as the trigger for means-tested assistance through Income Support
are below the poverty line. The Minister of State for Social Security,
Jeff Rooker, was refreshingly frank about the inadequacy of the
MIG level. He admitted, "if you ask me could I live on £78.45,
no, I could not...I do not think £78.45 is enough...The £78.45
is a safety net...It is the bottom. There is nothing lower than
The Minister was asked to explain why, in particular, the level
of the means-tested safety net - the MIG - was set at the level
it was. His answer was that there was no intrinsic logic to the
figures which had been set:
"I used to question the DSS when I was in opposition
about this, how the figures are constructed...The only answer
I give you is the way it was uprated from the previous figure...It
has grown like topsy over the years. I do not think anybody has
ever said, 'This is the way it is calculated.'"
21. Despite the Minister's own admission that current
rates of benefit for pensioners are too low, he said that there
were no plans for his Department to carry out its own research
into the adequacy of benefit rates for pensioners in meeting pensioners'
He did not take issue with Age Concern's £90 per week figure.
He said, "I have not come to challenge that Age Concern figure.
I cannot spell it out any clearer than that."
This is despite the fact that, in seeking to tackle the problems
of today's pensioners, the Government has set itself indicators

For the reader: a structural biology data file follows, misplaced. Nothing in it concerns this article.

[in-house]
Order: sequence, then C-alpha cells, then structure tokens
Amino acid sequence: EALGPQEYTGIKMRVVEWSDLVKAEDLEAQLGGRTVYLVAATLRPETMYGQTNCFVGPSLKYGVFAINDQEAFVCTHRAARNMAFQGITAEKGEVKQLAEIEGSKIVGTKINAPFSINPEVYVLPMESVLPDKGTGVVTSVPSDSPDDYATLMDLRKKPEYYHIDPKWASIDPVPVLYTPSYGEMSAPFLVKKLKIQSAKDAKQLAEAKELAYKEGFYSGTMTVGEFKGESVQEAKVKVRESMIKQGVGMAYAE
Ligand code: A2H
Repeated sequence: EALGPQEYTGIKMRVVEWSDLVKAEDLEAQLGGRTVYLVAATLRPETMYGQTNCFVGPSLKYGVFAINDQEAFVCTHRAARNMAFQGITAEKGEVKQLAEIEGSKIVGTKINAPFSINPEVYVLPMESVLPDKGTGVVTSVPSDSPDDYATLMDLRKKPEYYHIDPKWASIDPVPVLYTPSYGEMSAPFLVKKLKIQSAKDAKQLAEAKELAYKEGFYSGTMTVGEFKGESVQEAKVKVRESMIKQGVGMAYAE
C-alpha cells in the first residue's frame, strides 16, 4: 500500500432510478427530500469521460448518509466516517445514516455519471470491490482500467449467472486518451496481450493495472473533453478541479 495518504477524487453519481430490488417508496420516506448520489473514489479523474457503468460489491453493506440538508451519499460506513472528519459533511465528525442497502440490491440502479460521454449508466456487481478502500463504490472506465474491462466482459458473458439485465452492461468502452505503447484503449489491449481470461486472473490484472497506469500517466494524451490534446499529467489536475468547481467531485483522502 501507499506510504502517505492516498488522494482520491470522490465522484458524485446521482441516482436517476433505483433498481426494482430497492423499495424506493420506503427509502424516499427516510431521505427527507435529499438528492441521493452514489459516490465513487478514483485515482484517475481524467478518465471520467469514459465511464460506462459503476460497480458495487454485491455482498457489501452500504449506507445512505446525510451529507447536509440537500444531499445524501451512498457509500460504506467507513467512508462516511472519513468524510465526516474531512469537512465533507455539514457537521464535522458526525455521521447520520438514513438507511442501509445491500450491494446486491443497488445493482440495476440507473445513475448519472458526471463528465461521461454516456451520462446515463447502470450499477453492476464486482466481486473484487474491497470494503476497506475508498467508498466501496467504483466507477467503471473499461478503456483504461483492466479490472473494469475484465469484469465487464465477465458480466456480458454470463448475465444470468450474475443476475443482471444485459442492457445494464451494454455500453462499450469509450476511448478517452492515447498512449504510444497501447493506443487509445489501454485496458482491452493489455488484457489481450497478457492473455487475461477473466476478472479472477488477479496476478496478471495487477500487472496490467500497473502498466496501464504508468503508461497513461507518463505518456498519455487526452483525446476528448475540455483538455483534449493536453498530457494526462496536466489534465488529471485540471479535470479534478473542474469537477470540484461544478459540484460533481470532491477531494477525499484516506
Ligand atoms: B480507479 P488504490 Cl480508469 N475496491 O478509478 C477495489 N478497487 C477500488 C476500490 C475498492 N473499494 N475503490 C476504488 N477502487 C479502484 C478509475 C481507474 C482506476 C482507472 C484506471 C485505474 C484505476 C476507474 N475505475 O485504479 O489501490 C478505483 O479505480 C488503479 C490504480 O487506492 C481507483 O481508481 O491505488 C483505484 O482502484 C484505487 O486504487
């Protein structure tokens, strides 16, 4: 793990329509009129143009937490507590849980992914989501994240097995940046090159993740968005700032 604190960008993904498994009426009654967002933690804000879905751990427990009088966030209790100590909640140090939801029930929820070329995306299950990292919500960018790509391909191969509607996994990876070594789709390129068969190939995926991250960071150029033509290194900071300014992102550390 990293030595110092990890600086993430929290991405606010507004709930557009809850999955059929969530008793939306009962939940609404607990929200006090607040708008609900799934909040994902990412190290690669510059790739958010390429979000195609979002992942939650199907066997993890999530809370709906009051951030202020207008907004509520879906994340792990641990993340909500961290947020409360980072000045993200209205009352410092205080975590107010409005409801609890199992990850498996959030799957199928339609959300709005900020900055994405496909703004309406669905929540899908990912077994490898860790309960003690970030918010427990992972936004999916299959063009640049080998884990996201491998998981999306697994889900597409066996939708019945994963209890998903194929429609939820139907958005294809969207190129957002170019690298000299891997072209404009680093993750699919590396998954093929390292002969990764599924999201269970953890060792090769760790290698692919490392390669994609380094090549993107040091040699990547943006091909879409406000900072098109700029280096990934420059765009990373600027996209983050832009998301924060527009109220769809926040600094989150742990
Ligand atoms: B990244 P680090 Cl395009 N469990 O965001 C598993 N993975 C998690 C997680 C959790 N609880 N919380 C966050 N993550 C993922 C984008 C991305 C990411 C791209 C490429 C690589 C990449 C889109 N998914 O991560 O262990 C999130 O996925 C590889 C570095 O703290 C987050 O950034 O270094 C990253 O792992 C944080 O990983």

of success which measure not only a reduction in the proportion
of older people with relatively low incomes, but also a reduction
in the proportion of older people with low incomes in an absolute
22. Ms Holly Sutherland told us, "I think it
is mistaken to try and find a single definition [of poverty].
If one is concerned about actual elderly people living out there
one needs to have a range of definitions and a range of different
ways of looking at the issue."
We agree. A relative approach is necessary to monitor how pensioners
are fairing in relation to the rest of the population. It is also
essential to have a measure - based on objective research rather
than subjective opinion - of how much pensioners actually need
to live on. The Minister has said that the current level of the
MIG is not enough (and, indeed, that he could not live on that
but we are not satisfied that the Government is doing enough to
ascertain what is a decent minimum income standard for
pensioners. Such a standard is needed, not least in order to measure
the Government's progress in raising pensioners' incomes to at
least this level. The evidence is clear and harrowing. Whether
in relative or absolute terms, too many of our older citizens
are suffering from poverty. This is not acceptable in an affluent
industrialised society and is a reflection of the extent to which
social policy since the war has failed to address the problem
of pensioner poverty. We recommend that the Government should
commission research to establish a minimum income standard
for households over pension age in both absolute and relative
terms, and that such research should be conducted at regular intervals
to inform the Government's progress in countering poverty and
social exclusion among older people. We return to this issue
below in our recommendations in this Report.
30 Q 174. Back
Q 113. Back
Opportunity for all - Tackling poverty and social exclusion,
Cm 4445, 1999. Back
Ev., pp. 79-80, para 15. Back
Ev., p. 32, paras 2.1 and 2.2. Back
See, for example, Ms Holly Sutherland, Q 202. Back
Q 3. Back
Ev., p. 11. Back
Age Concern, Ev., p. 4, para 4.8. Back
Q 251. Back
Q 252. Back
Q 253. Back
Q 256. Back
Opportunity for all - Tackling poverty and social exclusion,
box 5.5, p. 127, Cm 4445, 1999. Back
Q 202. Back
Q 251. Back